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Written in fRoots issue 273, 2006

Live in Japan

NorthSide NSD 6087

The Swedish nyckelharpa/viola/guitar trio Väsen are a live band par excellence, so a live album makes sense. This isn’t their first of those, in fact it’s their third, but what makes this one so well worth having, apart from the fact that they play excellently in a set including new pieces and older tunes, as ever, reinterpreted, is the bonus DVD, Väsen So Far (1989-2005).
      It’s not glitzy, nor puffy, nor a film of the show, it’s a perfect and inspiring example of how video can be used quite simply and inexpensively but to great effect in roots music. In over an hour of DVD nyckelharpa player Olov Johansson and 12-string guitarist Roger Tallroth talk (in English) about the history of the band, through trio, Nordman, Väsen 5, the quartet and back to the trio, and about its collaborations with JPP, Annbjørg Lien, Dervish and Darol Anger and Mike Marshall, all intercut with video clips. In one section they show and explain the process of writing, arrangement, rehearsal and performance of two tunes including Tallroth’s very popular Johsefins Dopvaltz (with video of them playing it in Minneapolis with Anger, Marshall and Frigg, and shots of Johsefin herself). In the final section Johansson explains and demonstrates the nyckelharpa.
      I used to feel that the problem with the video was that you have to sit and watch it, whereas with just audio you can be doing something else, and one wonders how many times people play a DVD as against a CD. But this is a free bonus to the normal-priced CD, and a single viewing, chapter by chapter if time doesn’t permit a full view-through, is all it takes to lead one to hearing and enjoying the music in a different way, just as would going to a gig or spending time with the band.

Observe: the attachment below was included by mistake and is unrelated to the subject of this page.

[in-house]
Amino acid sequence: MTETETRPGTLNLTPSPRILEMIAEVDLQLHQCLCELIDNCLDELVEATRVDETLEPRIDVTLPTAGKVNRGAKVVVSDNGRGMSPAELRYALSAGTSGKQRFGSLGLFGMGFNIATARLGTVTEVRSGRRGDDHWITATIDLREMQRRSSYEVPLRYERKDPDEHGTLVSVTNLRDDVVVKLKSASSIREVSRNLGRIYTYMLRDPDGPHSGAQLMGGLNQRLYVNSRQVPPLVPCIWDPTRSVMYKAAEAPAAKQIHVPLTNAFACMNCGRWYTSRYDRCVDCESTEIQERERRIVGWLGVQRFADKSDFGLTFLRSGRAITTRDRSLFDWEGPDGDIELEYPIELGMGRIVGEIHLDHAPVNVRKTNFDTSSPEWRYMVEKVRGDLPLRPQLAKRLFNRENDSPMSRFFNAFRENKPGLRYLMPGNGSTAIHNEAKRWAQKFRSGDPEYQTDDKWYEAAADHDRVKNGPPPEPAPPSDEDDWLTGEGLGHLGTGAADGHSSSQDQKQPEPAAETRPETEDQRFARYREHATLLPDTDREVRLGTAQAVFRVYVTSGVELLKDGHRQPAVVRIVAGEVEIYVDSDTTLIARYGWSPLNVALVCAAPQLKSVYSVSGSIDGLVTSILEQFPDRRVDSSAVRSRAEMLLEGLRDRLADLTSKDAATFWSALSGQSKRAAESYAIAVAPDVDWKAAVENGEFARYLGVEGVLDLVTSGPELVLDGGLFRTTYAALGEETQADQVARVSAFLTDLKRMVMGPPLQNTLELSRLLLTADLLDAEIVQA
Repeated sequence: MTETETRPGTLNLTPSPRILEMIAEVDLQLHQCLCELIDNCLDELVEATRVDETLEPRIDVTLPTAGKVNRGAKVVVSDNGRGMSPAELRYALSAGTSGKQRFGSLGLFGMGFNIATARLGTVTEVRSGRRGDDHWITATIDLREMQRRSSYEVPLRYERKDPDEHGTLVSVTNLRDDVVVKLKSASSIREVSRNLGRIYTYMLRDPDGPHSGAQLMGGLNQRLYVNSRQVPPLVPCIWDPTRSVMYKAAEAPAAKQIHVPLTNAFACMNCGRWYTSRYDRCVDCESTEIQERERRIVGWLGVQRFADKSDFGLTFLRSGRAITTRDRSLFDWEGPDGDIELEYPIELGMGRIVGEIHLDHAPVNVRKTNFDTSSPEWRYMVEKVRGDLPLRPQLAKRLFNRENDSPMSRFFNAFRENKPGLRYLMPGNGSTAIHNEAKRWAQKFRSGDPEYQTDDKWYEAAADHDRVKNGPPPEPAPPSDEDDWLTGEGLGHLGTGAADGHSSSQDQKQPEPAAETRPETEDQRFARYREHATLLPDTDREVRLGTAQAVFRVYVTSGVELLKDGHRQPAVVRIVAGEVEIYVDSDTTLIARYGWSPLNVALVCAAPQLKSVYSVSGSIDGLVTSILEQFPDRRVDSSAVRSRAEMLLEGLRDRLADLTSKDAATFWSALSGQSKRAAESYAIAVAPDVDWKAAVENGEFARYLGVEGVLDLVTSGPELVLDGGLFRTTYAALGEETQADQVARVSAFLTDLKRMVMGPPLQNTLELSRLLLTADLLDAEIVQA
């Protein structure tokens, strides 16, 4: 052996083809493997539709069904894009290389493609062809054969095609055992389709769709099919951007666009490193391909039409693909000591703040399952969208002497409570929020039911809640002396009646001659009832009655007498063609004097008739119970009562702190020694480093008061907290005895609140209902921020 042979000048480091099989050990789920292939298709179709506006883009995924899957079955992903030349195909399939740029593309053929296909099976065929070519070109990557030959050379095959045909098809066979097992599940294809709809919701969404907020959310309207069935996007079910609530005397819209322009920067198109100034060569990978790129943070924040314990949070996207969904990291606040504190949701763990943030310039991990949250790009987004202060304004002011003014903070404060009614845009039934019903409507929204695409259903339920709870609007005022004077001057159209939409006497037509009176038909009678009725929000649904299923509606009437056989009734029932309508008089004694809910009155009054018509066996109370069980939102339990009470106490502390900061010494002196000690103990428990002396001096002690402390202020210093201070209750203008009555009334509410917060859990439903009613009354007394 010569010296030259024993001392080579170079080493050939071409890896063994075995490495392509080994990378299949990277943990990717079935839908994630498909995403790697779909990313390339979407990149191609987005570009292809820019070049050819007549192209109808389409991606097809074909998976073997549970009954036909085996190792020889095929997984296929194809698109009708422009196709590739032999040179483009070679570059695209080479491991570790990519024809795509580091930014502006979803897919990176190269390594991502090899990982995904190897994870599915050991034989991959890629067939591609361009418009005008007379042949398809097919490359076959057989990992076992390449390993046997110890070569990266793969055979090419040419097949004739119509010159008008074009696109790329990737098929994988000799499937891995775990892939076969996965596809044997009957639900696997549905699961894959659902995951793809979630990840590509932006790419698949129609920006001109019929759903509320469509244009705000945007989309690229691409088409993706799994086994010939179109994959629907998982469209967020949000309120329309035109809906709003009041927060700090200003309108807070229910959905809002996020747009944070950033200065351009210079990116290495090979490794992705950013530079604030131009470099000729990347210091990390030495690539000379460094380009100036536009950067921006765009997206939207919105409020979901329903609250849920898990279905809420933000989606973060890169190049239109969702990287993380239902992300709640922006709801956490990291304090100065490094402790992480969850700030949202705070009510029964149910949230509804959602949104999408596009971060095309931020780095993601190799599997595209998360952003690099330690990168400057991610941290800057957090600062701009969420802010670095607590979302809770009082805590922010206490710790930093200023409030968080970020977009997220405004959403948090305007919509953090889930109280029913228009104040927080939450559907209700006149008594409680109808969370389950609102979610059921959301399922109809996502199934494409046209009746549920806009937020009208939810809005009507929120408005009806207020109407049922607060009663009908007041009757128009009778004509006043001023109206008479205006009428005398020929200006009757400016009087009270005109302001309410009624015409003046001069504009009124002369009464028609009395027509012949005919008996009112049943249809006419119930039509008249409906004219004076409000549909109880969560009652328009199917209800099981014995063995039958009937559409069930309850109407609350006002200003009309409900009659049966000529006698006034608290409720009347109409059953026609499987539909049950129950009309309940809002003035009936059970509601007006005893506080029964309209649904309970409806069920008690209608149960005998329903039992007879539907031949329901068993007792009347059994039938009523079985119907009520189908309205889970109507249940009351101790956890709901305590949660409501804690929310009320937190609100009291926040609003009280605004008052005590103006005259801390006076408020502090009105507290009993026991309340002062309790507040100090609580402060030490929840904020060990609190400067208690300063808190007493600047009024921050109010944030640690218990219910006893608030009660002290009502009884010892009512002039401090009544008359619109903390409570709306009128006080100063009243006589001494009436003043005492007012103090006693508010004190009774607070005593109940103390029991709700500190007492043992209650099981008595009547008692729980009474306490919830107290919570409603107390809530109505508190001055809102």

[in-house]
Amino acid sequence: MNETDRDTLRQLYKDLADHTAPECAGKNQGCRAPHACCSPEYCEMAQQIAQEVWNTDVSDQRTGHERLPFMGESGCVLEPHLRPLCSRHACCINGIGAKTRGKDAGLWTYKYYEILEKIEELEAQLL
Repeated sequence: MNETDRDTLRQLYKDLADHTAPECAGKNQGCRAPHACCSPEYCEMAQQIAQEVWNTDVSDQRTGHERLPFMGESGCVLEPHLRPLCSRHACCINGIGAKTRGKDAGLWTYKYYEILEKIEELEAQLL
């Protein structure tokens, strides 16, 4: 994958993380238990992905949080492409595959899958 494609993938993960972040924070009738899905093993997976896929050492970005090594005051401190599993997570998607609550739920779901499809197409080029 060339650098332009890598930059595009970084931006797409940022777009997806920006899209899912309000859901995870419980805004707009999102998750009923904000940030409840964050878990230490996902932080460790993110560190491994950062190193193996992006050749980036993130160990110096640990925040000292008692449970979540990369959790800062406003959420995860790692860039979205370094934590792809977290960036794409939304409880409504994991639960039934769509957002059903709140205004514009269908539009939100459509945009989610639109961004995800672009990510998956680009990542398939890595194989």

Fact is, virtually all roots musicians and their musical environments are more interesting than a bunch of unwitty youths parked on a sofa or making samey old rock poses in smoke and blue light. Concert films, unless intercut with plenty of background, can be really dull on TV, but roots music is perfect for video. The quality of small cameras makes capturing the footage easy and non-disruptive, and intelligent editing doesn’t need to be expensive. More CD/DVD packages like this and the recent brilliant one from Taraf de Haïdouks, plus a few more similarly inside-the-music TV programmes to spread the news, and there are a lot of people who could find that roots music is far, far more cool and fascinating than they thought it was.

© 2005 Andrew Cronshaw

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